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Article << Previous     |     Next >>   Contents Vol 23(2)

Forecasting fire activity in Victoria, Australia, using antecedent climate variables and ENSO indices

Sarah Harris A B , Neville Nicholls A and Nigel Tapper A

A School of Geography and Environmental Science, Monash University, Wellington Road, Clayton, Vic. 3800, Australia.
B Corresponding author. Email: sarah.harris@monash.edu

International Journal of Wildland Fire 23(2) 173-184 http://dx.doi.org/10.1071/WF13024
Submitted: 12 February 2013  Accepted: 22 July 2013   Published: 14 November 2013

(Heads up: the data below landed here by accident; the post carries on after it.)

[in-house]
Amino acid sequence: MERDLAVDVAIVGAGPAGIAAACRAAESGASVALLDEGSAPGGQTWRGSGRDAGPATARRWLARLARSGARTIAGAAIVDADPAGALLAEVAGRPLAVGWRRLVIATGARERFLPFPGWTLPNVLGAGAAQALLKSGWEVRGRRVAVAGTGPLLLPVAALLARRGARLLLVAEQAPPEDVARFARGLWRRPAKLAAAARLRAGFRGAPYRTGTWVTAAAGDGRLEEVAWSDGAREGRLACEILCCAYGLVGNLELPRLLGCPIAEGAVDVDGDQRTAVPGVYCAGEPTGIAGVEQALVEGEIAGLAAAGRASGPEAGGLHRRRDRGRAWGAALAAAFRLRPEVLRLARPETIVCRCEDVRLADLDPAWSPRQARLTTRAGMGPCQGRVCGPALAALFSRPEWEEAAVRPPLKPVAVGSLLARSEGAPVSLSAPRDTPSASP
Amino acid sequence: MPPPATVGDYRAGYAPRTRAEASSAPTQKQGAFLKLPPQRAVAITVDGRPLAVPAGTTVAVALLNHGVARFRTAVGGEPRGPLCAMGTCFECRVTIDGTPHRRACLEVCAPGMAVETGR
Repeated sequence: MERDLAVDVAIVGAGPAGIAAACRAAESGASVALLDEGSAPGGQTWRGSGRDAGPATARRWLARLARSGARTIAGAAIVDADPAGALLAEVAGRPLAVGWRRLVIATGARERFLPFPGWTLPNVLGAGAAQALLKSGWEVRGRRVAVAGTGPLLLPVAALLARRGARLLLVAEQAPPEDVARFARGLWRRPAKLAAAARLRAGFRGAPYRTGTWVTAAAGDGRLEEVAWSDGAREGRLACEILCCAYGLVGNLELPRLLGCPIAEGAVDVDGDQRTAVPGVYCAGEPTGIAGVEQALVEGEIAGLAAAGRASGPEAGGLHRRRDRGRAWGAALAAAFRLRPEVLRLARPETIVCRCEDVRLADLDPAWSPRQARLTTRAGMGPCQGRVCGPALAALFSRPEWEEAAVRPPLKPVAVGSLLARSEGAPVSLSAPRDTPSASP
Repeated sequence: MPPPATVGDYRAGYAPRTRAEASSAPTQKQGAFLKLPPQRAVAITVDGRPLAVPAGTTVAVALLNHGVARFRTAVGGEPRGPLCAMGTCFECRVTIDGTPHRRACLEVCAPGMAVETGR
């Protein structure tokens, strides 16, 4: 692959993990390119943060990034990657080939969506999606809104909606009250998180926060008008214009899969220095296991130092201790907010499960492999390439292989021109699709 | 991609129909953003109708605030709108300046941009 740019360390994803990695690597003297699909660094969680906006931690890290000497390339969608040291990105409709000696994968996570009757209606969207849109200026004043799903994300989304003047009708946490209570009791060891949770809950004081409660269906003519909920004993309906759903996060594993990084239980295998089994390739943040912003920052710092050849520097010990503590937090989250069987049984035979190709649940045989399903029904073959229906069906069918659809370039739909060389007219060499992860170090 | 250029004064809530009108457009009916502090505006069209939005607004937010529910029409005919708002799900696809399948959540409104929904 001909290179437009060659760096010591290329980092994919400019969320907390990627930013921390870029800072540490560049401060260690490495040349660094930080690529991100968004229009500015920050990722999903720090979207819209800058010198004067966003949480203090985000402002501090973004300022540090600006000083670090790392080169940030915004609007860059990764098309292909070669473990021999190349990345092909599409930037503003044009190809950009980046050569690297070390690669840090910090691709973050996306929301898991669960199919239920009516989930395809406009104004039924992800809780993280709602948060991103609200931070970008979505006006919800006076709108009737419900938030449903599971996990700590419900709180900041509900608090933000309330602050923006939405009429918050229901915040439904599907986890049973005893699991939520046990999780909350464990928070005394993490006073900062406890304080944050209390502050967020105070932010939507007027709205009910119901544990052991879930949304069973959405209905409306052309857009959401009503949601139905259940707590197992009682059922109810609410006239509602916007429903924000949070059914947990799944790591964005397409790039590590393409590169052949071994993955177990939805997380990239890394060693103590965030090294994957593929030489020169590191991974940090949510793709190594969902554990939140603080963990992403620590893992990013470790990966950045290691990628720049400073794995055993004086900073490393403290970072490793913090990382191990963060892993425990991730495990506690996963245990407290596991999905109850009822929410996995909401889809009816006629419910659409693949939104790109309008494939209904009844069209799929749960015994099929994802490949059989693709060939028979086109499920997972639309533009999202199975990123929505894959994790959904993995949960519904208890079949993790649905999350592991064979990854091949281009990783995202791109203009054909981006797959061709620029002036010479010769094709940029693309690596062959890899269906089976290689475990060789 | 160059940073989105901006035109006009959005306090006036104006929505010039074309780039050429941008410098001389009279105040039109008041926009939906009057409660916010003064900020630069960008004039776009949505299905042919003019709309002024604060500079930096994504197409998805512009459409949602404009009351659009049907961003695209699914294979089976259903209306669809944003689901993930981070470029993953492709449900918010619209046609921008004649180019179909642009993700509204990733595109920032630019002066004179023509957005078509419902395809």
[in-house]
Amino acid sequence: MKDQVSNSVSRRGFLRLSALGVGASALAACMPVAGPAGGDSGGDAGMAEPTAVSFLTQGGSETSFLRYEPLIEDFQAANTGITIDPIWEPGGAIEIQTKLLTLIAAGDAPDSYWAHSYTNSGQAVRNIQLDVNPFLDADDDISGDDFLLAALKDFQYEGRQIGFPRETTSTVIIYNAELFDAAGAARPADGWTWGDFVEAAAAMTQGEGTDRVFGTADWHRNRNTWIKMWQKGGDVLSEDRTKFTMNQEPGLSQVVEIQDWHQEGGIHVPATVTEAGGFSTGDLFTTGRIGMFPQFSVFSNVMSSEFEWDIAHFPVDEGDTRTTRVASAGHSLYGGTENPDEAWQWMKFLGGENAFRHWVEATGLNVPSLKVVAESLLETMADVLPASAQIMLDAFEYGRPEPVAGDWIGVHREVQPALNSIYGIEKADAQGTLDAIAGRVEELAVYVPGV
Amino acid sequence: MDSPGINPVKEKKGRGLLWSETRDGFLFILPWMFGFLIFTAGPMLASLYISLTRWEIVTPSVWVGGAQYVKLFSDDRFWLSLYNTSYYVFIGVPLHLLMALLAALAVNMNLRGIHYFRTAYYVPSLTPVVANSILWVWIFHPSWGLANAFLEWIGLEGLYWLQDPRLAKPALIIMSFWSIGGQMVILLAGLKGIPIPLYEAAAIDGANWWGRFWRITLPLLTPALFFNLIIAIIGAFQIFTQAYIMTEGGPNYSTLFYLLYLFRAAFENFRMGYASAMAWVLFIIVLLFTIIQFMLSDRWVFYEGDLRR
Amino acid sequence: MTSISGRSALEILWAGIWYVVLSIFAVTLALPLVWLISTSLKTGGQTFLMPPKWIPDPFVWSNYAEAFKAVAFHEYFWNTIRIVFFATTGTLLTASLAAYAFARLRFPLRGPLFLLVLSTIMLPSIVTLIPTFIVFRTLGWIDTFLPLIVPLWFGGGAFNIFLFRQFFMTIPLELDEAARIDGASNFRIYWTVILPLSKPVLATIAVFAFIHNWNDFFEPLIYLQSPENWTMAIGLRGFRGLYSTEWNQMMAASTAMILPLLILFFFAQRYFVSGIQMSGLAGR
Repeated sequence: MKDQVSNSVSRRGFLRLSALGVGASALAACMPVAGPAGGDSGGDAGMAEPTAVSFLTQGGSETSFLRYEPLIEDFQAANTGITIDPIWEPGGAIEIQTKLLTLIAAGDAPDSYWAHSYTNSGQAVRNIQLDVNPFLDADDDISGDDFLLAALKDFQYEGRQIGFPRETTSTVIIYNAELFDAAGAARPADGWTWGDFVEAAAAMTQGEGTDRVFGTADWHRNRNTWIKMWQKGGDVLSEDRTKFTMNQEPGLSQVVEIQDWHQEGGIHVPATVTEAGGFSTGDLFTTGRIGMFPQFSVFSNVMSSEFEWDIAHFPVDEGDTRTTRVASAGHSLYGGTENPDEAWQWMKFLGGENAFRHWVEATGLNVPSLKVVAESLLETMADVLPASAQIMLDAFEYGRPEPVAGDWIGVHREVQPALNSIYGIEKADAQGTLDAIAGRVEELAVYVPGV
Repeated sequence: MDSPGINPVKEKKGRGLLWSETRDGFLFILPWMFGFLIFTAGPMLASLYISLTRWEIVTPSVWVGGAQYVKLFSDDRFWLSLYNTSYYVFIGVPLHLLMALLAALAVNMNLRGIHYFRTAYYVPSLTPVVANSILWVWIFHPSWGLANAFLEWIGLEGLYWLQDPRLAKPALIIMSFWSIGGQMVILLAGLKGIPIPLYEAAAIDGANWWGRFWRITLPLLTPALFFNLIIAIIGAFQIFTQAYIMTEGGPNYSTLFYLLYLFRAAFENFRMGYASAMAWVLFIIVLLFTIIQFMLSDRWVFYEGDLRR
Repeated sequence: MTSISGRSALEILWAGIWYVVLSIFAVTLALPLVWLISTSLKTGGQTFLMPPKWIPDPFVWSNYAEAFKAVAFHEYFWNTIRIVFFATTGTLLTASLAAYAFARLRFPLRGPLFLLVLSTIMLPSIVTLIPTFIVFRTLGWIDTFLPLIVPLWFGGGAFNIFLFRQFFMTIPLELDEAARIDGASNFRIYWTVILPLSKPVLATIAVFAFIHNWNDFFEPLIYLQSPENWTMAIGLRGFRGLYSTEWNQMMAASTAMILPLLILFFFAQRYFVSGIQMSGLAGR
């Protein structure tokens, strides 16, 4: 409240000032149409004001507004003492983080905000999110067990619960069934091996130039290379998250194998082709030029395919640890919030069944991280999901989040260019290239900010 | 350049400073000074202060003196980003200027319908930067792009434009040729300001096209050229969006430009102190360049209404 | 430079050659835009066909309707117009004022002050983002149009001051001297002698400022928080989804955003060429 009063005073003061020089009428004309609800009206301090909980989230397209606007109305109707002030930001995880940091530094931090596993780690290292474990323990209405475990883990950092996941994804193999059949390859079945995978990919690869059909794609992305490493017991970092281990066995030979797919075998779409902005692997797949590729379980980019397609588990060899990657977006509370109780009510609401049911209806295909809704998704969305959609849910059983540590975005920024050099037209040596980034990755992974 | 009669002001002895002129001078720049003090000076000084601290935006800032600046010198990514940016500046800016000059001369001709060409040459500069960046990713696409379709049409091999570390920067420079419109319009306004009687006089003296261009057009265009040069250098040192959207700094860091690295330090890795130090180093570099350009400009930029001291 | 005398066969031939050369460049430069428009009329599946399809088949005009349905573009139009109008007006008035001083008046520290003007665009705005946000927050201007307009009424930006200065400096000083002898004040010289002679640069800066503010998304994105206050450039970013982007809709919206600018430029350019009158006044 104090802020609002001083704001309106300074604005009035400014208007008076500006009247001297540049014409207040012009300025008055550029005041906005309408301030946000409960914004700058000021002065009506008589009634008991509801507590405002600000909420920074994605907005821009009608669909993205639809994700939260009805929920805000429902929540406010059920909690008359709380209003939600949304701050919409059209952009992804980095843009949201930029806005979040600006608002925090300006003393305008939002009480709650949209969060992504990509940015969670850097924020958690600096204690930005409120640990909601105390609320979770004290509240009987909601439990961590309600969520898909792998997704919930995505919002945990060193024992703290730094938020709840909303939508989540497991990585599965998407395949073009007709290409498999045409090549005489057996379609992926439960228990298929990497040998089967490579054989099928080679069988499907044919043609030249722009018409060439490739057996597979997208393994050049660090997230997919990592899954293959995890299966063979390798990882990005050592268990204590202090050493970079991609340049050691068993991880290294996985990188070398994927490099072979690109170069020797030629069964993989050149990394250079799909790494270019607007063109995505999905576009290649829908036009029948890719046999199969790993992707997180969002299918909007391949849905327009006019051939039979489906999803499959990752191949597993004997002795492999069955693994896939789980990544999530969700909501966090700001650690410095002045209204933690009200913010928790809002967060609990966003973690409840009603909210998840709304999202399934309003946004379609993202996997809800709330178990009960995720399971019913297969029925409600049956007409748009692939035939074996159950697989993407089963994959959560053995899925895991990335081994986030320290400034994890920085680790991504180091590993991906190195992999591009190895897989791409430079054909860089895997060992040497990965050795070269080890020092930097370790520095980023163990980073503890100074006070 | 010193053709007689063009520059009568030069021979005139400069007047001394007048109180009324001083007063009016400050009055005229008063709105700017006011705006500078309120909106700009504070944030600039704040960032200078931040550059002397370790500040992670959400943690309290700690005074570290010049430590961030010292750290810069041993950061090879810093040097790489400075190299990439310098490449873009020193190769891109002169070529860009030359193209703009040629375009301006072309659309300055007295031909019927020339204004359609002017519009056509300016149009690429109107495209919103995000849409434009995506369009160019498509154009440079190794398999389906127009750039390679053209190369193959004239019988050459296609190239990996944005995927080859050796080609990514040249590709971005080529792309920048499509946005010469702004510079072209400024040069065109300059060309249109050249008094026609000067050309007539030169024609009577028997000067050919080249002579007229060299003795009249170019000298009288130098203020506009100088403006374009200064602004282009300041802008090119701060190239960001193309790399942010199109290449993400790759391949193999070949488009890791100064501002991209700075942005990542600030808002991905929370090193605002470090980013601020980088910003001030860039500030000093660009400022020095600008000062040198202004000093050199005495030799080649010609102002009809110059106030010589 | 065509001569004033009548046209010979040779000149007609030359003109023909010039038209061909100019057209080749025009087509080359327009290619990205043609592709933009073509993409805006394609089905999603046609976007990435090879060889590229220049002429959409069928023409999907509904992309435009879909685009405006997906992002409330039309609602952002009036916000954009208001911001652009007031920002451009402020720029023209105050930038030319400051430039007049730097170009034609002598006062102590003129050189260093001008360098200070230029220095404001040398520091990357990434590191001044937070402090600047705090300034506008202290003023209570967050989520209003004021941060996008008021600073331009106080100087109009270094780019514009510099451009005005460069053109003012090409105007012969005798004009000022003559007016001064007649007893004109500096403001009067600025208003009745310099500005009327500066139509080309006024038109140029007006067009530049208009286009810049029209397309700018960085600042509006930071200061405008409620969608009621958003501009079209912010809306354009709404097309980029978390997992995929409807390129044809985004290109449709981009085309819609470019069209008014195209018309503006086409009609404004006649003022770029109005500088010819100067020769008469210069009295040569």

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Climatic variability alters precipitation and temperature patterns globally, and presumably has an effect on regional fire regimes, yet relationships between climate variation and bushfire activity are poorly understood in many fire-prone regions. Such relationships may facilitate forecasting of the potential fire risk for an upcoming season. This paper reviews the interaction between the El Niño–Southern Oscillation (ENSO), and the weather and fire activity in the fire-prone state of Victoria, Australia. Linear correlations were used to analyse the relationships between ENSO indices, spatially averaged climate variables and fire activity in Victoria from 1972 to 2012. Data were analysed using monthly and seasonal averages and both antecedent and concurrent relationships were explored. Significant relationships were identified between fire activity and climate variables, especially in September to November, the months immediately preceding the fire season. In order of strength, these climate variables are vapour pressure at 1500 hours, vapour pressure at 0900 hours, maximum temperature, rainfall and minimum temperature. Additionally, significant relationships between ENSO indices and fire activity were identified for this period, although these relationships were not as strong as those with climate variables. The potential exists to use ENSO indices and climate variables to forecast an upcoming season’s potential bushfire activity. This is the first study to analyse the ENSO–fire relationship specifically for Victoria and also the first to use Victorian fire activity data (rather than indices of fire weather) as a basis for the comparison with climate and ENSO.


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